As you walk through a garment factory, you’ve got one thing on your mind: the satisfaction it’ll bring your customers when they buy an item from your line of shirts. With designs finalized and shipping arrangements in motion, all you’re waiting for is quality fabric from your supplier.
But there’s a problem.
That “quality” fabric you’re waiting for actually has a lot of problems. Product inspection at the fabric supplier’s facility reveals fabric defects ranging from drop stitches to color shading variation and others. The number of defects present in the fabric makes it clear that there will be a lot of wasted material as the garment manufacturer cuts around the issues.
Where do these kinds of fabric defects come from? And how can you prevent them from negatively impacting the quality of your products?
Here are five common fabric defects and how to prevent them:
1. Drop stitches
One of the most common quality issues found in raw textiles, drop stitches are holes or missed stitches that appear randomly in the fabric. Drop stitches are typically caused by:
• Incorrect set-up of yarn carriers;
• Slubs & knots;
• Yarn overfeeding or underfeeding; and
• Loose stitching during the production process.
How to prevent drop stitching
Drop stitches can be prevented by checking the yarn carrier and any other machines to verify they’re set to the right tension so the yarn isn’t too loose or too tight during production. You can minimize the occurrence of drop stitching in your fabric or textile by regulating the yarn feed rate.
2. Dye marks
Dye marks are irregular patches on the surface of raw textiles. Dye marks are typically the result of:
• Low quality base fabric;
• Improper leveling agents;
• An incorrect pH in the production process; and
• Dye machine entanglement.
How to prevent dye marks
Dye marks can be prevented by making sure there are no initial problems with the base fabric prior to stitching, as any issues missed will be present in later processing of the fabric. Other preventative measures include maintaining the correct pH level, using an appropriate dying agent and using a backup power generator to ensure production machines don’t shut down during use.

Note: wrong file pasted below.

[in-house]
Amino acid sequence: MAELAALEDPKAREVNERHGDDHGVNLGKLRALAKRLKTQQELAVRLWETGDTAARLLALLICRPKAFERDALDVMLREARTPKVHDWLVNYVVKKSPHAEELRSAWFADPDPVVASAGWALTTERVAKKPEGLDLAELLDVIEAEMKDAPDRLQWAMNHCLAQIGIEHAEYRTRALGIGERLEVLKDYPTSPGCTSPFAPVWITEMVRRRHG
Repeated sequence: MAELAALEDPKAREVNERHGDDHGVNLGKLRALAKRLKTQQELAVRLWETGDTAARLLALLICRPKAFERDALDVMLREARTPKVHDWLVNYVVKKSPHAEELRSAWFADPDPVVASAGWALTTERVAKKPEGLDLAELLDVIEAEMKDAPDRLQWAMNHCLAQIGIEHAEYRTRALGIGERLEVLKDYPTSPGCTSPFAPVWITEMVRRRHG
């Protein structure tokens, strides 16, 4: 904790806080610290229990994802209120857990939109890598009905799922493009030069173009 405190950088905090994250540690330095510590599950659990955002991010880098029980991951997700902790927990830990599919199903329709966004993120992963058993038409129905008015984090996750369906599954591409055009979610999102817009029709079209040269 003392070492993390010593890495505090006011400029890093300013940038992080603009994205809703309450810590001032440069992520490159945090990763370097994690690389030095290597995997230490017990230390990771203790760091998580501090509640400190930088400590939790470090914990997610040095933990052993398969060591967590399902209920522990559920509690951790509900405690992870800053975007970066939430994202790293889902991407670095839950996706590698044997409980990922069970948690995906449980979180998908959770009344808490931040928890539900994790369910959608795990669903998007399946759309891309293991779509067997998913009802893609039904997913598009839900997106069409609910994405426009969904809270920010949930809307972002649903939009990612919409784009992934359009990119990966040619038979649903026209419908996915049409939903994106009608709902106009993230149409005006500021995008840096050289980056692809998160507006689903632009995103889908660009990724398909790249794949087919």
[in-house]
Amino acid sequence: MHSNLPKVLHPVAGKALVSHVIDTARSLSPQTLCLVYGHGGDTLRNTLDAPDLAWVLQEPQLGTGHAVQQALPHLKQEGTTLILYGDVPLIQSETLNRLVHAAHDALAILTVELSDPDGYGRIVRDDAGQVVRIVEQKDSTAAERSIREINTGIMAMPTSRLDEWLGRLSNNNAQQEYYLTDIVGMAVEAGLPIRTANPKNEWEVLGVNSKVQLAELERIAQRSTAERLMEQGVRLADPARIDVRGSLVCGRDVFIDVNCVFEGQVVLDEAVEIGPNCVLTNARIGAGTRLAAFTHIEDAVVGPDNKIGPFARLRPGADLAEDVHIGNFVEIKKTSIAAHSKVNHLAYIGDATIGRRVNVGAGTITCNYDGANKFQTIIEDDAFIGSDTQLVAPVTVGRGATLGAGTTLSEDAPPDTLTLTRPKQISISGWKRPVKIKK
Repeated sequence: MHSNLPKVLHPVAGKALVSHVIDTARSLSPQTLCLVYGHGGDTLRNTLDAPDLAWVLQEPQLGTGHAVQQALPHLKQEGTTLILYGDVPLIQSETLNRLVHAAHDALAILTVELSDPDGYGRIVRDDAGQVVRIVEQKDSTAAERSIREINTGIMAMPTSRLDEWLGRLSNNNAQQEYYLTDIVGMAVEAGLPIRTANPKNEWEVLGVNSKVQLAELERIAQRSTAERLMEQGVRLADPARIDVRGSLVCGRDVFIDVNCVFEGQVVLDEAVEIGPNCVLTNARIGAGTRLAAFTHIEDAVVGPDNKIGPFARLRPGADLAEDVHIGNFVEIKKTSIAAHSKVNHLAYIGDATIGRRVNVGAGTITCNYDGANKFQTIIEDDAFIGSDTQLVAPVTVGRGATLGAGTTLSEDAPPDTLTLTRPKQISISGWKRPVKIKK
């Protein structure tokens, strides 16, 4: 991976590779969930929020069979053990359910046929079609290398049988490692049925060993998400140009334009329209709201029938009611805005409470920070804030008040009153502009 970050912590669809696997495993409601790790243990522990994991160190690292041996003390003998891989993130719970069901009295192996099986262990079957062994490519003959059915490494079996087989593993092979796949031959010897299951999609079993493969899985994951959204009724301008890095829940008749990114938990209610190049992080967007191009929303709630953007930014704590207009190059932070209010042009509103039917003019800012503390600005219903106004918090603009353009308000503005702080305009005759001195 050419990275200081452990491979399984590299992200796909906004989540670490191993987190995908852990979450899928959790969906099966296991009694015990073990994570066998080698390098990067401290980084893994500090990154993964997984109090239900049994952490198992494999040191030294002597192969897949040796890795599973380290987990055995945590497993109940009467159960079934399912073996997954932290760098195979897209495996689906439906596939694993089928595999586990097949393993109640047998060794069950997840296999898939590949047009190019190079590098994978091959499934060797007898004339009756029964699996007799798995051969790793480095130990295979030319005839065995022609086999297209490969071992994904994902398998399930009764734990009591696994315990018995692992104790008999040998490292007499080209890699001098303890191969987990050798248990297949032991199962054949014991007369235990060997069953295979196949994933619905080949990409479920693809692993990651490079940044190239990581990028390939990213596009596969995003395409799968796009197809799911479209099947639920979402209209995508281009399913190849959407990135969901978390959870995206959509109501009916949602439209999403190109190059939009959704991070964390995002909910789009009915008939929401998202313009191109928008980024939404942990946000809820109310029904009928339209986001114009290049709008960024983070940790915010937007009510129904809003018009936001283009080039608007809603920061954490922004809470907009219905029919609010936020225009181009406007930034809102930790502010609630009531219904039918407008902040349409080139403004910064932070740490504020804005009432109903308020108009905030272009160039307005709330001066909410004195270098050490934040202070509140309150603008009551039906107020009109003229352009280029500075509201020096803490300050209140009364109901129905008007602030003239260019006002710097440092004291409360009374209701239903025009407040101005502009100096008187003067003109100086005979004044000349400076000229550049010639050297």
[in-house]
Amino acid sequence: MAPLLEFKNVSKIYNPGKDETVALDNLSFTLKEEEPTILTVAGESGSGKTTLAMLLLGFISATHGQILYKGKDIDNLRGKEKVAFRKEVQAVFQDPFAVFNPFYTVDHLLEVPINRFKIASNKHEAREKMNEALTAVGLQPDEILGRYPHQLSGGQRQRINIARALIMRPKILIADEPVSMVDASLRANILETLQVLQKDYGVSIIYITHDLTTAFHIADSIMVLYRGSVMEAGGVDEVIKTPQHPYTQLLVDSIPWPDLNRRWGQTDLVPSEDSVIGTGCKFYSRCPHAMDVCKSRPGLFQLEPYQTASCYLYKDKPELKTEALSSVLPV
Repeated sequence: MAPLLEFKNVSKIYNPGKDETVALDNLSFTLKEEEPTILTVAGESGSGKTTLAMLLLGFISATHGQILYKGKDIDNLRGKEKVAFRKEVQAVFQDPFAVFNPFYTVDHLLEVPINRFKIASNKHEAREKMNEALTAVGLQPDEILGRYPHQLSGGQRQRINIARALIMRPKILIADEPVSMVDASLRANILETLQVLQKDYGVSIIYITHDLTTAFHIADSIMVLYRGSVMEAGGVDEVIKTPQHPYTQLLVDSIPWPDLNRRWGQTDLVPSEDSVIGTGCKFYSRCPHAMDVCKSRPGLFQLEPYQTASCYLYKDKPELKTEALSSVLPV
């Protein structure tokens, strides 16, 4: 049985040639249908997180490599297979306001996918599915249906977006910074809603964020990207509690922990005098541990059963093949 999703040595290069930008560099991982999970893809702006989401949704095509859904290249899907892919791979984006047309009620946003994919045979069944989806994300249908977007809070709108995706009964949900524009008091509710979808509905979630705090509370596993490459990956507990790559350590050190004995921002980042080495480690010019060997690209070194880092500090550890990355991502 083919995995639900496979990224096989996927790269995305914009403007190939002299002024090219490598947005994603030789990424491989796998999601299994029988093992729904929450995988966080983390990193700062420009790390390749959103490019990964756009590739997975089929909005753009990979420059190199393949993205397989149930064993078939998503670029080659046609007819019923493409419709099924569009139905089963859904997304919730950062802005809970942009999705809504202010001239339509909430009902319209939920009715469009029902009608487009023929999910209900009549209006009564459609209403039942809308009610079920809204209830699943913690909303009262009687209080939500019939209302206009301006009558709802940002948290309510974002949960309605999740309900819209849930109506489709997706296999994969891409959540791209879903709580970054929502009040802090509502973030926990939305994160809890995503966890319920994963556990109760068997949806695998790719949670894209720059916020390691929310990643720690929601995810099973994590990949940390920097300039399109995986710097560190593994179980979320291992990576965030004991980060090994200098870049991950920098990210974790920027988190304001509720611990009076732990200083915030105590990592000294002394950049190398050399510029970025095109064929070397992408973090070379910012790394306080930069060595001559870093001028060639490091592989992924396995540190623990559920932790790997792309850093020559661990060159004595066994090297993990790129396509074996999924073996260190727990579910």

3. Horizontal lines
This fabric defect is defined by irregular lines that run from side to side. Horizontal lines are generally caused by:
• Faults in the bobbin (the barrel used to hold yarn in place); and
• Irregular thread tension.
How to prevent horizontal lines in fabric
Preventing the appearance of horizontal lines in fabric is quite straightforward. Regularly replace the bobbin and frequently check thread tension and positioning.
4. Shade variation
One of the more obvious visual defects that can be found on raw textiles, shade variation is defined by a difference in depth of shade and color from roll to roll or piece to piece. Shade variation in fabric is caused by:
• Mixing of fabrics used in production;
• Variations in the production process in regards to time and speed;
• Improper cutting, bundling, and/or numbering; and
• Unequal fabric stretching.
How to prevent shade variation in fabric
Shade variation can be effectively prevented by using the same base material and set of parameters for each production lot. When visiting a factory that manufactures raw textiles, it’s critical to observe that workers are only combining garments of the same color and not taking shortcuts when cutting and bundling. Lastly, proper numbering of textile types prevents combining cuts that vary in shade.
Stains are fairly common among dyed textiles and are defined as spots or patches of differing color that appear on textiles. Textiles are never truly safe from stains because they can occur during production, as well as afterwards if they’re not kept in an area with adequate protection.
Stains can appear on fabrics from just about any source. Dirt from the factory floor, oil from machinery and dyes are all known sources. Stains are relatively easy to identify and prevent so long as suppliers are vigilant about quality.
How to prevent stains
Stains can be prevented during production by regularly cleaning production machines and equipment to ensure no random oils, grease or dyes from previous purchase orders make their way onto the textile.
Post-production stains can be avoided by wrapping the finished rolls of fabric in plastic and storing them in a separate area away from where dying takes place.
Customers usually expect a certain level of quality when they buy a shirt, a blouse, a pair of jeans or a dress. As with any quality issues, fabric defects can negatively affect sales, as well as customer satisfaction and brand perception.
Whether you’re using fabric to produce inexpensive, promotional t-shirts or high-end furniture upholstery, knowing about which defects to look out for and avoid can help you save money on needlessly wasted materials and lost sales.
George Huang is a Client Manager at InTouch Manufacturing Services, a QC firm that performs product inspections and factory audits in Asia for clients in the US, EU and Australia.